The challenges of parenting continue after children leave home. With effective planning and good practices, the joy can continue as well.
We say it so often. We even post it on our refrigerators and announce it on our license-plate holders: “Families are forever.” As members of the Church of Jesus Christ, we believe that family relationships can continue beyond this life. Our whole concept of heaven is based on it. We even believe that the Church organization itself is temporary while the family is eternal. One implication of this concept is that parenting is also forever. We start our journey as parents here on this earth, but it never ends.
As we counsel with and write about families, we like to divide parenting into four phases: preschool, elementary, adolescence and teens, and empty nest. Of the four, the final stage lasts the longest. We will be our children’s parents after they leave our homes for many more years than they were under our roof. And our eternal parenting in the hereafter may be more akin to the empty-nest variety.
Children moving out of the home just changes the parenting venue—it becomes a road game instead of a home game. They’re still ours; our salvation is still linked; our stewardship is still intact. The challenges change but they don’t end. In fact, they often become bigger and more complex. But there is also good news: just as the worries, problems, and challenges of being a parent don’t end when our children leave, neither do the love, joy, and fulfillment have to end.
Ironically, many of us plan carefully for almost every aspect of retirement and life’s second half, but we think and plan relatively little for our most important stewardship and a key to our happiness—our families and ongoing relationships with our children. Given the family’s importance and our continued responsibility to nurture and direct our children, we should give great attention and priority to the kind of empty-nest parents we wish to be. As parents, we have found eight essential elements for developing and maintaining relationships with our children during the empty-nest years.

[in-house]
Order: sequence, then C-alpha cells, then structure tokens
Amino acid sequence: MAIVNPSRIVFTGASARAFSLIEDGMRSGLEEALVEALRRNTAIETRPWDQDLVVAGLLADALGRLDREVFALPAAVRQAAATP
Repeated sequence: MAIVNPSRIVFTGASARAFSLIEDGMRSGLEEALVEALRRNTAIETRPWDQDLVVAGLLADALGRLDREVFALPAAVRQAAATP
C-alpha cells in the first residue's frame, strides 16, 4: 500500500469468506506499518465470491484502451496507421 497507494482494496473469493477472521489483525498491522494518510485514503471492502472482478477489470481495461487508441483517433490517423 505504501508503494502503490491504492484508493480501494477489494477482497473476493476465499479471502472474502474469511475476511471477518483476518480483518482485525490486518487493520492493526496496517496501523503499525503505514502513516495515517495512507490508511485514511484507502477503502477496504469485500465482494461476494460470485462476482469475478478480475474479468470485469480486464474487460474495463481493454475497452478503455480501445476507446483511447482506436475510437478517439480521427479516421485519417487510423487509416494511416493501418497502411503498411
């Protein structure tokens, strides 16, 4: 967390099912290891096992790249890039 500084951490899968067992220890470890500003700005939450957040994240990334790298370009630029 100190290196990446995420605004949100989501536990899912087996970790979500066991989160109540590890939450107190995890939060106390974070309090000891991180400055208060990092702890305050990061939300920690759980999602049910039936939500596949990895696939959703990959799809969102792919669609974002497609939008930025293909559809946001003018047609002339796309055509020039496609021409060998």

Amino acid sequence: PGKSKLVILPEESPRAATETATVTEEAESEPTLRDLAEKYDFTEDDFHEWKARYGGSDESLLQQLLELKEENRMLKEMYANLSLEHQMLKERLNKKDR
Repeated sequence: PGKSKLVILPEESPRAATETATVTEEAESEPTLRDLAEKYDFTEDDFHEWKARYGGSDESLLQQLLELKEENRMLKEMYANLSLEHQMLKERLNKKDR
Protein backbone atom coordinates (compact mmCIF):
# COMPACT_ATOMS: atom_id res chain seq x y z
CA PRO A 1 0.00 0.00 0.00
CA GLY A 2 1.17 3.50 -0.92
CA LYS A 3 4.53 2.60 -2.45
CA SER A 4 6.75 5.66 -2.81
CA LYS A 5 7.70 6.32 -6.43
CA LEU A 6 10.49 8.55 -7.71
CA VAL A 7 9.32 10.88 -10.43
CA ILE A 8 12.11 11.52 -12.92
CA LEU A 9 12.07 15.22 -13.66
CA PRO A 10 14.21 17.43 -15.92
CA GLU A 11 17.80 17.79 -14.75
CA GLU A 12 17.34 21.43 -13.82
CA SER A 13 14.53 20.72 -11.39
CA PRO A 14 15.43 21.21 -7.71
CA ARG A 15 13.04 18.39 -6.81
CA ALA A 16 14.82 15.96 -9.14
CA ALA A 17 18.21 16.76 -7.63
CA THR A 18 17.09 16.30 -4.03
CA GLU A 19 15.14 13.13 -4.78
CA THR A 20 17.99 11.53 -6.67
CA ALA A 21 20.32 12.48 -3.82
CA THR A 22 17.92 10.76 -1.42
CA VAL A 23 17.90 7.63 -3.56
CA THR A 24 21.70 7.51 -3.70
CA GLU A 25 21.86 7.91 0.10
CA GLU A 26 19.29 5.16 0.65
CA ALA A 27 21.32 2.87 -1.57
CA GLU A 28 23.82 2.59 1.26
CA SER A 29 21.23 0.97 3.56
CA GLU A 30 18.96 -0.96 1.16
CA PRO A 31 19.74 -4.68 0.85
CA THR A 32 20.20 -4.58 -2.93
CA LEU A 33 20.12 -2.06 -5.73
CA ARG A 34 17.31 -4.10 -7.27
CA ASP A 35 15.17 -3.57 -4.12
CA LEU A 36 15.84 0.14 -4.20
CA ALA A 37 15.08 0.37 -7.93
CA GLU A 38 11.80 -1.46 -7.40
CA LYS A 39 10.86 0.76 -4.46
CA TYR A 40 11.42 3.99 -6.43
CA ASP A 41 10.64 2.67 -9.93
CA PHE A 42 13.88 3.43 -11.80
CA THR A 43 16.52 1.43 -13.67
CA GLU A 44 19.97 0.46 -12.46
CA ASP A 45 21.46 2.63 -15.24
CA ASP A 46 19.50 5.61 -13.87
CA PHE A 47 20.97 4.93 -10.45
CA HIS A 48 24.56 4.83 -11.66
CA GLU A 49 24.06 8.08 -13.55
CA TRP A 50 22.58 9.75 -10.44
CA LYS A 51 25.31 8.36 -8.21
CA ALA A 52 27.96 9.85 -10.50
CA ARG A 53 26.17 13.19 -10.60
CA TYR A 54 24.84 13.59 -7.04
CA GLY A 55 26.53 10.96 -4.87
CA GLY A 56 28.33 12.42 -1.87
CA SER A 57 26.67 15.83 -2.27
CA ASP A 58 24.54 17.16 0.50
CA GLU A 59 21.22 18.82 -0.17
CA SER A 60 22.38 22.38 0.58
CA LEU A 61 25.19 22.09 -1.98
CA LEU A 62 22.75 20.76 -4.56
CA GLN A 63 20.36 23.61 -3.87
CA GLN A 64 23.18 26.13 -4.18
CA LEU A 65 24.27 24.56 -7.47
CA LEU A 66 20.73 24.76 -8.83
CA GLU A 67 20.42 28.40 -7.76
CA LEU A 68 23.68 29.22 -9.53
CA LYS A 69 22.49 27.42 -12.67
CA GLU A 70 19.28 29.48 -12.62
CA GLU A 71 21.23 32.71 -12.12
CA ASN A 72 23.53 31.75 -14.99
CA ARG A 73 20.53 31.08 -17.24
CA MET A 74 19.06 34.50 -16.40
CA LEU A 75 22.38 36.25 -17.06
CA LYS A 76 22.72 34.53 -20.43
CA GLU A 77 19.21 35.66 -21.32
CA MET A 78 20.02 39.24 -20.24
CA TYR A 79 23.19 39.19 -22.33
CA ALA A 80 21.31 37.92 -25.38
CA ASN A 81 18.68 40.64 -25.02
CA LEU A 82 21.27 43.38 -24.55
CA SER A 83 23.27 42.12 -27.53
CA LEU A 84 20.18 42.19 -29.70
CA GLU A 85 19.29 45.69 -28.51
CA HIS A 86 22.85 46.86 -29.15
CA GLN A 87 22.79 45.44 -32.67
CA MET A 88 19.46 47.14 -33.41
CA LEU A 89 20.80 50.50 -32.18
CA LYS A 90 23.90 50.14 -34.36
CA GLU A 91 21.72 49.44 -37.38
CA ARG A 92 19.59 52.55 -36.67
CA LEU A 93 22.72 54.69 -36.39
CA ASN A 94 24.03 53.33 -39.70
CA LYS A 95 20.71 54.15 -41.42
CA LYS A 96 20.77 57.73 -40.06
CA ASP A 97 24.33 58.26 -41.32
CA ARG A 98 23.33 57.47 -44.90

Clarity of Purpose
If you want your family relationships to continue to grow after the children leave home, a first step is to create some plans and ideas about what your family will do and how it will function in its new configuration.
You can initiate a conversation in which you ask each other and your children the basic question, “What is our family now, and how should it serve each of us?” Try to get everyone involved in creating a sort of “family mission statement.” Ask each family member to share ideas of what key principles are important for maintaining the family relationship; then incorporate the responses into the statement.
Commitment and Recommitment
After your children leave home, be proactive in reaffirming your relationship with them and recommitting yourself to them as a parent. In every letter, e-mail, phone call, and visit, you can include a recommitment to the relationship—a reminder that while so much has changed physically and logistically, nothing has changed emotionally. This can be as simple as saying, “I love you,” rather than just, “Goodbye.” You can tell them often that while you respect their independence and will try to be wise in how much guidance you give them, you will always be available for them and will always be their mom or dad.
You can also reaffirm this commitment by maintaining spiritual relationships with your children. For instance, a private family testimony meeting on a Sunday when you are together can strengthen family ties. Similarly, use of the priesthood in the home can deepen both gospel and family commitment. Priesthood holders can give father’s or grandfather’s blessings to children or grandchildren with health concerns or who are facing important decisions or difficult challenges. Families can gather together for important ordinances, such as blessings, baptisms and confirmations, and marriages. The commitment implied within these ordinances can remind us of our personal commitments to each other.
Communicating with grown children can be a great pleasure, one of the rewards of empty-nest parenting. We can now talk to them as adults, as friends, as interesting people who can expand us even as we expand them. We can ask questions out of genuine interest and enjoy them as we would a peer.